Babies are born with an innate ability to learn and their brain to develop after birth. The neural pathways of a human’s brain are built based on their early experience in the world. A baby’s world is based on how they are treated by people in it therefore if the environment is scary then the baby will be reluctant to explore, as demonstrated n Bowlby’s and Ainsworth’s attachment theory. The brain and body become wired enough to understand what is safe and what should be feared. The birth to 3 years of a child’s life is a critical period for the brain during child development and any deprivation during this will result in persistent deficits in cognitive, emotional and even physical health.
To develop trust, they need to have warm, consistent, predictable, and attentive care. They require parental figures who will accurately read and react to their signals. When infants are distressed, they need to be comforted. They also need loving physical contact, nourishment, cleanliness, and warmth. Then they will develop a sense of confidence and trust that the world is safe and dependable.
The attachment theory specifies that an infants and young child requires consistent relationships with people to thrive and develop. Attachment is described as a essential need with a biological basis where infants or young children need to maintain a sense of security with a specific person. Developing a secure attachment between the infant and their parents or guardian is an important part of early childhood development, due to the many things that can interfere with the development of a healthy attachment. Without a secure attachment, an infant may develop problems that can continue throughout their lives and affect the relationships with others. Approach behavior may be defined as locomotion in which a usual outcome of the distance between one person and one other specific person is observed to distinguish the distance between each individual and the attachment to one another.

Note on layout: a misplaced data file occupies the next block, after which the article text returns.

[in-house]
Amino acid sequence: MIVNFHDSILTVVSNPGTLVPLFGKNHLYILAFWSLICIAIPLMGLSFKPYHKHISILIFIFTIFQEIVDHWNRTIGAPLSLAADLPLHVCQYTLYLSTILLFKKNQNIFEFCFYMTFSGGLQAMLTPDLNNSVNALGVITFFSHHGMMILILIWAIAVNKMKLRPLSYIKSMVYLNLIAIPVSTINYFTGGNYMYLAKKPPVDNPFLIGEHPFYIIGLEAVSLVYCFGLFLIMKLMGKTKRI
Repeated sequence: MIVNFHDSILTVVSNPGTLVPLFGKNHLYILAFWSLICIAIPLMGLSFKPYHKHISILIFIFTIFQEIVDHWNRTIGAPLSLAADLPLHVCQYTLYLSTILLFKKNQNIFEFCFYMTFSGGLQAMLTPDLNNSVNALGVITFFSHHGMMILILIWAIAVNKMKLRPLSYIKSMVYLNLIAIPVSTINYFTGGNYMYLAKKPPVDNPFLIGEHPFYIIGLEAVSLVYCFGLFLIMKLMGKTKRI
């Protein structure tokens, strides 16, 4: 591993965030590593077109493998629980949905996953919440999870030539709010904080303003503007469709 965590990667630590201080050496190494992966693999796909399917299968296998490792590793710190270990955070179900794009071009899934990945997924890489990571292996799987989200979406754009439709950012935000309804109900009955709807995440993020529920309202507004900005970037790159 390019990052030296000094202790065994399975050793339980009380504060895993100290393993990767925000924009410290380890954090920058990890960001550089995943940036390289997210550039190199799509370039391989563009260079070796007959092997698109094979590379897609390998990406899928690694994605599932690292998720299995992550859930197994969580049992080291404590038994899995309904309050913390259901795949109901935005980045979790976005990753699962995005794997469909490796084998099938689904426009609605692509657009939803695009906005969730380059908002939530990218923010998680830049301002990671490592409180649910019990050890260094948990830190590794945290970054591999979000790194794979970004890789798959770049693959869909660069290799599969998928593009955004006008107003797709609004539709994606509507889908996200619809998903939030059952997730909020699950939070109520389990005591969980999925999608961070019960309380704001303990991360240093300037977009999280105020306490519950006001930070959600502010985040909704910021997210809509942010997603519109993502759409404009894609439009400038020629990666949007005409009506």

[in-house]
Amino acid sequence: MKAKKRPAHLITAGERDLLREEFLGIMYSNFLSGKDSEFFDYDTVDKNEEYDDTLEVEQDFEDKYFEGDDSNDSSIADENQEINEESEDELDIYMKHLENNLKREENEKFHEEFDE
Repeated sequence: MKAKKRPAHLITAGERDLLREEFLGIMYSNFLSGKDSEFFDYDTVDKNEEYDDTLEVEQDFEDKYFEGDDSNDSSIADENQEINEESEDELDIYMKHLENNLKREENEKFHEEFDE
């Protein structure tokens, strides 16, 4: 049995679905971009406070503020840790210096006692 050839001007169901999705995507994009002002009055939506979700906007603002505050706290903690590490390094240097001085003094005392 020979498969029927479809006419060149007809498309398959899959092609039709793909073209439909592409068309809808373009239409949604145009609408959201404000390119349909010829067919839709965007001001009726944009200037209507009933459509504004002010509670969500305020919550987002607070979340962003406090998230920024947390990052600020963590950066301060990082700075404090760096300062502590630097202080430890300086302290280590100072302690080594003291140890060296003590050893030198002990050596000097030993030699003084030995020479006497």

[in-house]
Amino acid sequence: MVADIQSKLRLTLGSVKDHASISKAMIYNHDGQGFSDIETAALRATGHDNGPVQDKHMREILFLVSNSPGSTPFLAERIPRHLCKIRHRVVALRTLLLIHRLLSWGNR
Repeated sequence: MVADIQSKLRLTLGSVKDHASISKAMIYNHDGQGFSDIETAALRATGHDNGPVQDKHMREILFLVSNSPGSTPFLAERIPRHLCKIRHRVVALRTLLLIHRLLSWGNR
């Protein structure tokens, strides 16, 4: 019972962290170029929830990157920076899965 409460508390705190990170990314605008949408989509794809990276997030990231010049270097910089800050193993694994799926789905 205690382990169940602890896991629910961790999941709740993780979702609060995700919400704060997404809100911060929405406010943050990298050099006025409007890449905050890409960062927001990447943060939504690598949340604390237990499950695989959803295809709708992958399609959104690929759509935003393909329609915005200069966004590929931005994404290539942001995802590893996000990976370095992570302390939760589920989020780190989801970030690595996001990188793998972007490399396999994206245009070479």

Throughout early childhood is when children have many opportunities to learn and explore, as well as being vulnerable and frightened. This is when they start the beginning of their lives and explore many possibilities. Having developed healthy social and emotional competence may have many effects on them as a child but not only that, also their wellbeing and future life. It can create success from an early age and traits such as confidence and self-belief can be cemented and followed through for the rest of their life. Socially and emotionally competent children can expect to grow and develop throughout life facing both long and short-term effects.
Theories (Erikson & Attachment) According to Erikson’s theory of psychosocial development, trust vs. mistrust, occurs in the first year of life. Erikson believed that the caregiver’s response to the infant’s cries help them develop a sense of trust, when the caregiver responds right away to the infant’s distress of crying or fussing (Mooney, 2000). Erikson believed that in the earliest years of life, mainly during infancy, patterns of trust or mistrust are formed that control, or at least influence, a person’s actions or interactions for the rest of life (Erikson, 1950). Bowlby hypothesized that children are born with a predisposition to be attached to caregivers and that children will organize their behavior and thinking in order to maintain those relationships (Bettmann, 2006).
Failure to develop trust will result in fear and belief that the world is unpredictable and inconsistent. Autonomy vs. Shame and Doubt (toddlerhood): Following infants’ understanding of a predictable environment, toddlers are starting to realize if they can depend on others. At this stage, toddlers are a step towards developing as an individual, in other
The caregiver is readily available and responsive to the infant’s needs and emotions. When an infant develop trust in the availability and reliability of this relationship. The internal working models for the infants is likely to be one their anxiety is reduced and they can therefore explore and enjoy their world, safe in the knowledge that they can return to their secure base for help if needed and can emotionally regulate oneself. The child grows up to be confident, less disruptive and aggressive than the other groups, able to form long lasting relationships and have